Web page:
02 Oct 2017
Market Brief: Political unrest in Catalonia weakens the Euro
The Euro took a knock in Asian trade this morning as investors kept an anxious eye on the independence vote in Spain’s Catalonia.
|Today's data release
|09:00||EZ Manufacturing PMI||Support||Resistance|
||UK Manufacturing PMI||GBP/ USD||1.3163||1.3467|
|10:00||EZ Unemployment rate
|14:45||US Manufacturing PMI
The Euro took a knock in Asian trade this morning as investors kept an anxious eye on the independence vote in Spain’s Catalonia. Spain is facing a political crisis after Catalans voted for independence in a contested referendum that descended into violence when police cracked down on polling booths, injuring hundreds. The Catalan government said it had earned the right to independence from Spain after preliminary results showed 90% of respondents were in favour of a split, though turnout was relatively low and Madrid said the vote was illegal. So it is thought that the Catalan parliament will declare independence later this week, further increasing tensions between the region and the Madrid government. Some 844 people were injured as riot police raided polling stations on Sunday, dragged away voters and fired rubber bullets during clashes -- scenes that reverberated across Europe.
Friday saw the release of UK GDP revisions for Q2, it was unrevised at 0.3% Q/Q, although the Y/Y figure was pushed down to 1.5% from 1.7%, due to lower growth estimates over the H2 last year. Sterling struggled to gain momentum heading to a 2 week low of 1.3350 against the Dollar. That followed BoE governor Carney’s comments to BBC radio Friday morning, where he said, "Majority of MPC say may be appropriate to raise interest rates if the economy stays on track". He added, “Indications are that the UK economy is on track for rates to increase and the rate hikes will be limited and gradual if they increase." All eyes will be on the UK’s fundamental data releases this month, in particular, headline inflation scheduled for 17th October. Investors will be keeping a close eye on this reading to determine whether the current 82.6% (according to Bloomberg) chance of a rate hike in November is still on the cards.
The week ahead
On the domestic data front, the focus will be on the PMIs for the UK’s manufacturing (today), construction (tomorrow) and services (Wednesday) sectors. The data will provide an updated picture of how the UK economy was fairing at the end of the third quarter; we expect to see the manufacturing PMI record a 1.6pt drop to 55.3 whilst we expect a rise in the equivalent services survey from 53.2 to 53.7. From the Bank of England, the record to the 20 September Financial Policy Committee meeting will be published on Tuesday morning. This will be worth watching closely for any clues on measures being worked on to tighten up on consumer credit criteria, ahead of November’s Financial Stability Report.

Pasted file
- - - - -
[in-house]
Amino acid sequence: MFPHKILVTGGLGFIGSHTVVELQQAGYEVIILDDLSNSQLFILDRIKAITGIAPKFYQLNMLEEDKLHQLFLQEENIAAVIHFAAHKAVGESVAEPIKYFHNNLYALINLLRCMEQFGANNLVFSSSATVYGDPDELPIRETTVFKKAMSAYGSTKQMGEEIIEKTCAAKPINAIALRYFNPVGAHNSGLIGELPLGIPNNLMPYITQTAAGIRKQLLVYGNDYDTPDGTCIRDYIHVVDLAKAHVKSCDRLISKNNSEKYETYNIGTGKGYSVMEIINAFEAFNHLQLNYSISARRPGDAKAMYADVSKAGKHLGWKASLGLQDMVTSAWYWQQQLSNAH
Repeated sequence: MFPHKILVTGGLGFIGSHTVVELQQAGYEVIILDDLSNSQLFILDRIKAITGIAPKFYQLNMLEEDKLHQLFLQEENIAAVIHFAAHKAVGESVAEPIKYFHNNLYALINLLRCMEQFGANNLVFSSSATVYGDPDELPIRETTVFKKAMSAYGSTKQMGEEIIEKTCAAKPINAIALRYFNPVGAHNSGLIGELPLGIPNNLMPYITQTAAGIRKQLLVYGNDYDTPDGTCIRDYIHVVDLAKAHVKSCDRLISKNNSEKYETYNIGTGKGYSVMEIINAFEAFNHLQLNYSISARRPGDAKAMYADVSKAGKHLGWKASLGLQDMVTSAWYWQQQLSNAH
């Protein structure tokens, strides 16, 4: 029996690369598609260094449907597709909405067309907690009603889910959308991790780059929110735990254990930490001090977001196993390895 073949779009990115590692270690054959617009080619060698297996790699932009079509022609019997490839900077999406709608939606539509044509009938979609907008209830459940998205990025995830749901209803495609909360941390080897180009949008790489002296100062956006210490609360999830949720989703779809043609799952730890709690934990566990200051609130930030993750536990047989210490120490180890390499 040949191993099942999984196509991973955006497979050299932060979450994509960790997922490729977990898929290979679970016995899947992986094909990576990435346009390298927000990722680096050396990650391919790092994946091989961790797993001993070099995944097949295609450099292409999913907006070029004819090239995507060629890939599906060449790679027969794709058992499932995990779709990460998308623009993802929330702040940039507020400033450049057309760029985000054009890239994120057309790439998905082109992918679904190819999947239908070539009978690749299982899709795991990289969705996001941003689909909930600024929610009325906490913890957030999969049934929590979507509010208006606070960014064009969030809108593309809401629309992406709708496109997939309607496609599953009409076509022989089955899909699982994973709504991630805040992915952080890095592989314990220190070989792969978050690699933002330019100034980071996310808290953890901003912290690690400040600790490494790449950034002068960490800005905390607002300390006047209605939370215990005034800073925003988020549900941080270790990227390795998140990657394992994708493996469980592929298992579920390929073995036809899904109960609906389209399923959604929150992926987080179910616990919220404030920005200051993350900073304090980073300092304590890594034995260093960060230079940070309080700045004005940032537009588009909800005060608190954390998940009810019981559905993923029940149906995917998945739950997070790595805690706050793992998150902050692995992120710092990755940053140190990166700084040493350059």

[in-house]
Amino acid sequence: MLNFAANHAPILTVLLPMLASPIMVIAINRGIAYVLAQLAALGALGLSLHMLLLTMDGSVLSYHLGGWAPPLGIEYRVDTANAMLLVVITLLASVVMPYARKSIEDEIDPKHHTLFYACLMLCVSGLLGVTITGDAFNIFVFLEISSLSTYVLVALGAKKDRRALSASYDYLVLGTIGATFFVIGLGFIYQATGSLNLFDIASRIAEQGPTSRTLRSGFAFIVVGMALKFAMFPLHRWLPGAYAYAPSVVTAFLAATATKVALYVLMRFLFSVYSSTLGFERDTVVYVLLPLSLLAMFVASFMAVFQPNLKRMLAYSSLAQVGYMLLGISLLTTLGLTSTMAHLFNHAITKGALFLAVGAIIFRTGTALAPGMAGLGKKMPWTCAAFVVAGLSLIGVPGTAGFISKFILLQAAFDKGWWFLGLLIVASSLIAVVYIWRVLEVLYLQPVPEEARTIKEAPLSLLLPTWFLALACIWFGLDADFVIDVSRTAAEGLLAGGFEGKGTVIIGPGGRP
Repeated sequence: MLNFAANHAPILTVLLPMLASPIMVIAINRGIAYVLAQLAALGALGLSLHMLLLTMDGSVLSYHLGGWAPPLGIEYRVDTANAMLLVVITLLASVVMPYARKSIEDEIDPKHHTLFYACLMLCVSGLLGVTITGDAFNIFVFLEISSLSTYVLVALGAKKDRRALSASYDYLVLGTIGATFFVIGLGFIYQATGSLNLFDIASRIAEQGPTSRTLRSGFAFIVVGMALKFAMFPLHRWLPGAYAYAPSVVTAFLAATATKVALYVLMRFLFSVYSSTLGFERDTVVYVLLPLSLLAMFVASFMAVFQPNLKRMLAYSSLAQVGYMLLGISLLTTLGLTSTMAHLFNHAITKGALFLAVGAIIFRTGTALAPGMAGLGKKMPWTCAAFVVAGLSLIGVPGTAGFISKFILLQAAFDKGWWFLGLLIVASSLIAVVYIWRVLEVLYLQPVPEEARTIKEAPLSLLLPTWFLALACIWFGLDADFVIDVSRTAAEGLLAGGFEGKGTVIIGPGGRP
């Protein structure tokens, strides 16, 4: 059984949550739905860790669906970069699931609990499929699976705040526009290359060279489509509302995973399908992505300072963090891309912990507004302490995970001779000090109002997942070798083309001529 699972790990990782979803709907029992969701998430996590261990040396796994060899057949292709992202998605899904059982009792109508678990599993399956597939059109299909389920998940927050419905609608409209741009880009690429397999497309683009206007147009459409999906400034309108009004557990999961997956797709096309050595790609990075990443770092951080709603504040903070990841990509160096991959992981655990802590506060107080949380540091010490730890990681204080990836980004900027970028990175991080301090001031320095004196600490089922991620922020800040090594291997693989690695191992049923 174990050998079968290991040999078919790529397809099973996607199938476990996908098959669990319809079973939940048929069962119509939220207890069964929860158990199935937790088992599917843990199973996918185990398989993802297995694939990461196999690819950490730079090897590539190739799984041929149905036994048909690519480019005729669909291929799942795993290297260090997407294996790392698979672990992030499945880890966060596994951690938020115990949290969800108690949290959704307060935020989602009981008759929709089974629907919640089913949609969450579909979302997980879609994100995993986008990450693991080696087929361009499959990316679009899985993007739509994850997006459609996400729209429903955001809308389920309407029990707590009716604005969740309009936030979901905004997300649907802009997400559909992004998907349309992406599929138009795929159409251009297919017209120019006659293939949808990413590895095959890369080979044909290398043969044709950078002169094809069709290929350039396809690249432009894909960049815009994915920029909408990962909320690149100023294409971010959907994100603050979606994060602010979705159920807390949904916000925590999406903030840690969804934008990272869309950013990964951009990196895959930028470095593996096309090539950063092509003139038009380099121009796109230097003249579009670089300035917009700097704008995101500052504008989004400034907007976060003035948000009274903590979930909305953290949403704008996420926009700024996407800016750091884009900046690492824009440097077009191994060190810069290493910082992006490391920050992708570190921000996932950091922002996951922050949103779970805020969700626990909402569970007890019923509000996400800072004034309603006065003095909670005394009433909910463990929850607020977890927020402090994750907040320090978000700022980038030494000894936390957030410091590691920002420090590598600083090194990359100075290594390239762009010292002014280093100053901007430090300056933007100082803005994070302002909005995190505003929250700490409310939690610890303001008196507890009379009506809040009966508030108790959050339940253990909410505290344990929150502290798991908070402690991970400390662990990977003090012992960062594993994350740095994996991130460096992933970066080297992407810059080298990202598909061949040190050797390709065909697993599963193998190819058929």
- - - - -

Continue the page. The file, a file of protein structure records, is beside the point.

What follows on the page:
Stateside, the non-farm payrolls report will be a key focal point for markets at the end of the week. The non-farm payroll print could look very weak, with the September payroll period blighted by Hurricanes Harvey and Irma. The uncertainty surrounding any September payroll forecasts will be very high, but for what it’s worth we are forecasting a zero non-farm payroll print after the +156k recorded in August. The Fed will pay little attention to the reading and await some clean data, but this does not mean markets might not be spooked if a very poor reading is published. We expect the unemployment rate to hold steady at 4.4%. Other top-tier US data due next week include the ISMs for the manufacturing and non-manufacturing sectors and, ahead of the main payrolls report, we will have the ADP employment report mid-week. The Fed, in our view, is continuing to gear up for a December rate move. Fed Chief Yellen has had quite a lot to say recently; she speaks again Tuesday. Finally, in US politics we expect the first efforts to be made in Congress to progress the Republican tax reform proposal. The next step will be to pass a budget resolution that would allow a tax bill to pass the Senate with a 51-vote majority.
Thought of the day
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